I received messages in /var/log/kern.log that indicate drive failure. The messages occured while copying my $HOME between drives (ext4 -> ext3):

[ 5733.186033] sd 4:0:0:0: [sdb] Unhandled sense code
[ 5733.186038] sd 4:0:0:0: [sdb]  Result: hostbyte=invalid driverbyte=DRIVER_SENSE
[ 5733.186042] sd 4:0:0:0: [sdb]  Sense Key : Medium Error [current] 
[ 5733.186048] sd 4:0:0:0: [sdb]  Add. Sense: Unrecovered read error
[ 5733.186053] sd 4:0:0:0: [sdb] CDB: Read(10): 28 00 05 b7 2e 40 00 00 08 00
[ 5733.186064] end_request: critical target error, dev sdb, sector 95891008

The messages come in bulks, this is one of those bulks. sdb is the source drive.

How do I find out to which file/inode the sector belongs? I just want to know so I can recover the files in question from a backup. Anything faster than the following code plus a subsequent analysis of the output?

find . -type f -print \
               -exec cp \{\} /dev/null \; \
               -exec tail -n 1 /var/log/kern.log \;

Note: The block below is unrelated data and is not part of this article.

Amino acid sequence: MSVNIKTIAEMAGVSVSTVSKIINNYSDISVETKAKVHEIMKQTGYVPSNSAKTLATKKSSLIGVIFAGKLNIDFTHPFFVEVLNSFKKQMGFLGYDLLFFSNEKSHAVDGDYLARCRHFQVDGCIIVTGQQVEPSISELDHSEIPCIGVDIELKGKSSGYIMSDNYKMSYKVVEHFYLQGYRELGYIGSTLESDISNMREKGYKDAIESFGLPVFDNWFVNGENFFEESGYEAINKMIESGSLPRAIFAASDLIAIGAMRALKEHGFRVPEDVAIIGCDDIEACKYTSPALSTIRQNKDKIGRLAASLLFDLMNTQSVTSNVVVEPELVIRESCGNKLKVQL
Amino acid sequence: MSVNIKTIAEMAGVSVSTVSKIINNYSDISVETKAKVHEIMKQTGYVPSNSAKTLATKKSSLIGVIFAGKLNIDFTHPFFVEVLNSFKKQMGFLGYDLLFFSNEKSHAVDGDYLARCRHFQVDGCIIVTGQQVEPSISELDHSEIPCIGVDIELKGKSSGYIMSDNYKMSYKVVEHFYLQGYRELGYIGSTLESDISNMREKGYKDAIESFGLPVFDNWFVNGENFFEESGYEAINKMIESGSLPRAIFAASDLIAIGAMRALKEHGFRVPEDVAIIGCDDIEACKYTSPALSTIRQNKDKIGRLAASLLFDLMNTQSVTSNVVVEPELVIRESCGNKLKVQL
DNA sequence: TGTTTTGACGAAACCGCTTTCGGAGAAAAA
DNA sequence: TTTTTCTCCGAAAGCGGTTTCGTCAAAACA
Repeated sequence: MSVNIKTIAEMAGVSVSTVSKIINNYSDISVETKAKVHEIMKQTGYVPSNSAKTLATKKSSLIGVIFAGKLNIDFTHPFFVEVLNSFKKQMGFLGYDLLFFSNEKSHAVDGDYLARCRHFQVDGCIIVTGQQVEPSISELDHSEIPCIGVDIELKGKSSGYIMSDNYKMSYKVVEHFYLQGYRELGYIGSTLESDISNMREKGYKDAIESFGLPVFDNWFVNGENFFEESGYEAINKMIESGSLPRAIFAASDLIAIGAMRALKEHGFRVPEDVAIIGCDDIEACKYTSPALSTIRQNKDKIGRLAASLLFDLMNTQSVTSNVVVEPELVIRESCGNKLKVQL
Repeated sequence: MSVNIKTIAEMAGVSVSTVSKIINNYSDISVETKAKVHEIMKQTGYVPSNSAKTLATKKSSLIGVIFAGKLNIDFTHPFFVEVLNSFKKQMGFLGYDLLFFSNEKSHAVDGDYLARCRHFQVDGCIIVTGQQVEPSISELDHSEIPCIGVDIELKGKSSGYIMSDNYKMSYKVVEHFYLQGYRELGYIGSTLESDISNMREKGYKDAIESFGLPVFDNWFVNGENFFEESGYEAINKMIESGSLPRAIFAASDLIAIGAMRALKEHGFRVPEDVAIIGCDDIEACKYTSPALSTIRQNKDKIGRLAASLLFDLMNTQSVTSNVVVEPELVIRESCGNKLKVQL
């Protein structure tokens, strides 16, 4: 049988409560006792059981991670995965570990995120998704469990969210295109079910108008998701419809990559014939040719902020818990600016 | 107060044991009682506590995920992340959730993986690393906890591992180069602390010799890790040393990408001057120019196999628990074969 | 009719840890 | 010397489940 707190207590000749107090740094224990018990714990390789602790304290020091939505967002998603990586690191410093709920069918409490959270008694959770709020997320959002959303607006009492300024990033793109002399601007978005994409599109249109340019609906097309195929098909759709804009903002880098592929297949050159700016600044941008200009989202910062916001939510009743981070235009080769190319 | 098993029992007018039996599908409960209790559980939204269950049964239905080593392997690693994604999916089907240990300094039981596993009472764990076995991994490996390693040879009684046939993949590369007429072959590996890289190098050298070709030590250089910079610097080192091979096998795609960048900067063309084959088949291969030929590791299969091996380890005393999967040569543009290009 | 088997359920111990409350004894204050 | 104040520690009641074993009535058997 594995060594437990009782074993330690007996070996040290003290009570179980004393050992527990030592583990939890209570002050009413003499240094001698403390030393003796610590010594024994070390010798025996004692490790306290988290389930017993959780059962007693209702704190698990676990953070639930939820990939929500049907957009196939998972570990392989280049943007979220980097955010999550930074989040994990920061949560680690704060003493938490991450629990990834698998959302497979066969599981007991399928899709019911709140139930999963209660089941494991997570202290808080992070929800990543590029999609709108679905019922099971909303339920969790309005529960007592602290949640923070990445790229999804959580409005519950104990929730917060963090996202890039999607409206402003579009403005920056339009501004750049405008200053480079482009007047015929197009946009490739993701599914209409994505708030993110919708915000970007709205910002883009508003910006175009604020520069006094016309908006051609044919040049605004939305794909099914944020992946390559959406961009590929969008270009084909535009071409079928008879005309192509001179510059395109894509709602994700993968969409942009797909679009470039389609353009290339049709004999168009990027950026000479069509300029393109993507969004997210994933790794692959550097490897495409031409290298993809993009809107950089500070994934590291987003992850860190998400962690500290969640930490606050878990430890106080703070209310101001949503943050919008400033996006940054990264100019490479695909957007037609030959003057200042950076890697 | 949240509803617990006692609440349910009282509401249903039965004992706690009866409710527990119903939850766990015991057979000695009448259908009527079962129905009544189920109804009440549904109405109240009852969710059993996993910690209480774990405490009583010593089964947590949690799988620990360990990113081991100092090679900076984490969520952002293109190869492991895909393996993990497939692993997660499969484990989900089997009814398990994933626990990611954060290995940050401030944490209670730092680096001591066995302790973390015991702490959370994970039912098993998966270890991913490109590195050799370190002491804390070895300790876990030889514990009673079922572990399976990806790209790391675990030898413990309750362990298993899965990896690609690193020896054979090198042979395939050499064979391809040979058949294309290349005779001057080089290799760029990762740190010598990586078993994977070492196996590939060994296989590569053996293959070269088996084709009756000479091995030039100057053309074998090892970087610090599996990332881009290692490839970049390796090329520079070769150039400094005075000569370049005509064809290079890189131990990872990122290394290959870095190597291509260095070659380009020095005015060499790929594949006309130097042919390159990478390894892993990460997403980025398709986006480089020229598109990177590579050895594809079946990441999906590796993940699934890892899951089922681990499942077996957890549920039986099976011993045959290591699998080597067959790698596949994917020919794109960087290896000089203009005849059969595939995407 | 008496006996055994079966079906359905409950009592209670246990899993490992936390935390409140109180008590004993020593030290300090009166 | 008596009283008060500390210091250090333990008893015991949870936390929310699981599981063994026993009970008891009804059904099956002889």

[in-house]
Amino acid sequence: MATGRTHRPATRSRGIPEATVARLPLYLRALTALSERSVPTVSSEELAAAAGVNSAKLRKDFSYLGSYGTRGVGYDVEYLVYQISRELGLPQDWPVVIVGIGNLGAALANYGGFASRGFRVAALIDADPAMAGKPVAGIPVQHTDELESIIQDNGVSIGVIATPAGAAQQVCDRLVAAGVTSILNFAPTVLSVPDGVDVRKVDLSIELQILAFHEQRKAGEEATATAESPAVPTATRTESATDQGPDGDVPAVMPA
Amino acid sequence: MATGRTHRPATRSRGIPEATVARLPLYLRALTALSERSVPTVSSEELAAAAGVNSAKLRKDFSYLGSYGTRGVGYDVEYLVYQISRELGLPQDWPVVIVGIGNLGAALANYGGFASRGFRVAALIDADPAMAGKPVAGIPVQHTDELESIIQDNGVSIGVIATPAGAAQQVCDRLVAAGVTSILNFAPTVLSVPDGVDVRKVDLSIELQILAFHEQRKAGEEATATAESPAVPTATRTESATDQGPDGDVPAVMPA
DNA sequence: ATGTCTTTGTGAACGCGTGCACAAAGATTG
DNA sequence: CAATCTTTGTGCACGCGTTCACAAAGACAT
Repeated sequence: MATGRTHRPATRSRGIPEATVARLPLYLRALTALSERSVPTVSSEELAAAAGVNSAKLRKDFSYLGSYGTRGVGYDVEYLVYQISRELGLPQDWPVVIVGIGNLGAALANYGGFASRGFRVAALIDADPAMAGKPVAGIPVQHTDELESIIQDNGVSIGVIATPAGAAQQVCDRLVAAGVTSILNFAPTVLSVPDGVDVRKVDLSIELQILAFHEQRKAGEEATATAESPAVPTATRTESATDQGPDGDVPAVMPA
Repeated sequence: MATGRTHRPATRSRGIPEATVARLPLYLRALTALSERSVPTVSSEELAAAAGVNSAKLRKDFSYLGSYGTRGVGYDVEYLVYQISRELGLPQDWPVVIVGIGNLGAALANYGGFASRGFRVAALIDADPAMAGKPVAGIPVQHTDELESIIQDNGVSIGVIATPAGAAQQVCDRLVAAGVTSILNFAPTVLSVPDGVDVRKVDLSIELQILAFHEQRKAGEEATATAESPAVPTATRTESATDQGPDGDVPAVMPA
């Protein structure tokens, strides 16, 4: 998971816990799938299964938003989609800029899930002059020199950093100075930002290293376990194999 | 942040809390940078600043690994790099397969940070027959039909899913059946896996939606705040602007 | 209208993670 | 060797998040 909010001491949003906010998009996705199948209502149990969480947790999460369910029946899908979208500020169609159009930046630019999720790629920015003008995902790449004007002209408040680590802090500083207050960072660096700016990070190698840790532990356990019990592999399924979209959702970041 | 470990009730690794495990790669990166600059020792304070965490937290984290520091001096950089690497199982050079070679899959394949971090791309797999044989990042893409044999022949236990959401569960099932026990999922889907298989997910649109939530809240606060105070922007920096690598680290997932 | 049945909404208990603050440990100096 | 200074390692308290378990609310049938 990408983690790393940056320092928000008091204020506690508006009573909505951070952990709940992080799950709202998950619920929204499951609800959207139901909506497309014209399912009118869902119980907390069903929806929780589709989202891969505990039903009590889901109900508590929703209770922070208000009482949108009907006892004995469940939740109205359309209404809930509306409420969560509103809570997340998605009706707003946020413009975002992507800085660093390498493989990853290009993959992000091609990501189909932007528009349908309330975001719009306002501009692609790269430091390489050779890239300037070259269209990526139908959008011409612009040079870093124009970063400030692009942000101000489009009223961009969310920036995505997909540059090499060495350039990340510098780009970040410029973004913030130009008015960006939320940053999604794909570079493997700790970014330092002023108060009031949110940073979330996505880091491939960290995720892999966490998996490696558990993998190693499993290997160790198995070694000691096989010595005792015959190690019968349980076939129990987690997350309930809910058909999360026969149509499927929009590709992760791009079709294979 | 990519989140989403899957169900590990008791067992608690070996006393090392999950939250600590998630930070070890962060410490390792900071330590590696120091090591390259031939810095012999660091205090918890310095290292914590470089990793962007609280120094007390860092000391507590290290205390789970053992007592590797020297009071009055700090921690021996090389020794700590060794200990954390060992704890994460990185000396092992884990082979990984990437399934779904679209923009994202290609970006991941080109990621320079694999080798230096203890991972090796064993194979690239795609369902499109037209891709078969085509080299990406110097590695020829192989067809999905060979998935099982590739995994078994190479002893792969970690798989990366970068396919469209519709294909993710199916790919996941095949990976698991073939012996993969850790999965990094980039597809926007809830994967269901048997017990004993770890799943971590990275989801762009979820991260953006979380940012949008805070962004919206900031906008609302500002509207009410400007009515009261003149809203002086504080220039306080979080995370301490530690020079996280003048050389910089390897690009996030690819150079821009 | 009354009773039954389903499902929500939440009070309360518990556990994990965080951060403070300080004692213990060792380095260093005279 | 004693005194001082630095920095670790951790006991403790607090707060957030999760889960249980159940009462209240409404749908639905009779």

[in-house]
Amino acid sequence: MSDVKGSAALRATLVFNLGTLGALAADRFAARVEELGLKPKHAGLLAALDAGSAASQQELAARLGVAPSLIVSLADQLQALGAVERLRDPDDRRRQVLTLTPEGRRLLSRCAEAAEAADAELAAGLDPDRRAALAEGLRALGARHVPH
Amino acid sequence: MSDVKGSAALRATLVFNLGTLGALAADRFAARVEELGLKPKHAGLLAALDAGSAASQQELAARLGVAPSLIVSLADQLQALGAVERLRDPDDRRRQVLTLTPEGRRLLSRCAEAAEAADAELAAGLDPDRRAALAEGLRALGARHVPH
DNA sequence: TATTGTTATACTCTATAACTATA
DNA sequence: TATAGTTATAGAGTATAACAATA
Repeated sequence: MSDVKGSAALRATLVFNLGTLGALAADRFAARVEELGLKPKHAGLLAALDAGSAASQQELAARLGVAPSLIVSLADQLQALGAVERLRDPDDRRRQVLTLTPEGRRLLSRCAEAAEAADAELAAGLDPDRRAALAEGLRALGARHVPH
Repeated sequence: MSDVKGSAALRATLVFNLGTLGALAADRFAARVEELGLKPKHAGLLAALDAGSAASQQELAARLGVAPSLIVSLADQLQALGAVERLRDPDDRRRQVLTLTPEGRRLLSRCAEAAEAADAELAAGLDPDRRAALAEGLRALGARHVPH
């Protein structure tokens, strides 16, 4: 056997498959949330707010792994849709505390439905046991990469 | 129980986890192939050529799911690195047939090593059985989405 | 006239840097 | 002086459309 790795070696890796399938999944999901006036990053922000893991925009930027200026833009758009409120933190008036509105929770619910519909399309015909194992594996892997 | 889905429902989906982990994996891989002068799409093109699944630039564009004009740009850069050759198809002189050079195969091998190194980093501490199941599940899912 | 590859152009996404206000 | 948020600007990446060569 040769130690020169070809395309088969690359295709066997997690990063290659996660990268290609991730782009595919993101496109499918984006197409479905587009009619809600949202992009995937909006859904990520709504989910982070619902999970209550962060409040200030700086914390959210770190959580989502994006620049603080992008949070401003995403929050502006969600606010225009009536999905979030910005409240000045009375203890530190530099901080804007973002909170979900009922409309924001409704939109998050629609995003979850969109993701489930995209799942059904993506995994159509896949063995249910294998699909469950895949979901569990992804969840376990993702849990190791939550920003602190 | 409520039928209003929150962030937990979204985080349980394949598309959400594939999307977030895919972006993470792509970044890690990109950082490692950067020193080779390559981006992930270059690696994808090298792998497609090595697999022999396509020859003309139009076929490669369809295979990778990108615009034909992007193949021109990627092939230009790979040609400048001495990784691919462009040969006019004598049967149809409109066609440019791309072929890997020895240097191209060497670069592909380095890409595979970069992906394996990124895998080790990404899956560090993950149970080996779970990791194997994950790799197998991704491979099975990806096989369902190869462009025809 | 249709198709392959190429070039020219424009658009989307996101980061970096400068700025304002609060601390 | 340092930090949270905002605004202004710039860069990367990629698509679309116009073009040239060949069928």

OS: Ubuntu Oneiric.

EDIT: The command above also outputs to stderr the files that could not be read.


The rough idea would be to

  1. do some calculations to find out the filesytem's block number based on the physical sector number
  2. use debugfs testb/ncheck/icheck commands to find out if the block is in use and the name of the file(s) that are using it

There is a bad block HOWTO over at the smartmontools project site describing the process in more detail.

  • Thanks for the pointer. Are you aware of a tool that automates this process? – krlmlr Sep 26 '11 at 23:06
  • 1
    No, but it should be rather easy to script something that fits the need. – the-wabbit Sep 26 '11 at 23:10
  1. Find which partition the sector is in by running fdisk -lu /dev/sdb. Suppose it is "sdb2" which starts at sector 45612307.

  2. Subtract that from 95891008 to get 50278701.

  3. Next determine how many sectors per block: tune2fs -l /dev/sdb2 | grep Block. Suppose it is 4096.

  4. Calculate the block / sector ratio: 512 bytes/sector / 4096 bytes/block = 0.125 blocks/sector.

  5. Calculate the block from the sector: 50278701 * 0.125 = 6284837.625.

  6. Use debugfs to find out which is using the block. If icheck 6284837 returns inode 12345 then run ncheck 12345.

Caveats: You may need to turn off journaling. This may not work with ext4.

  • I would add a way to check if your computations are correct, like using stat or FIBMAP/FIEMAP iocalls. – neutrinus Sep 22 '15 at 21:41
  • On my system, icheck (C interface ABI/API checker) won't accept a sector number as parameter?! – Hagen von Eitzen Feb 14 at 16:08

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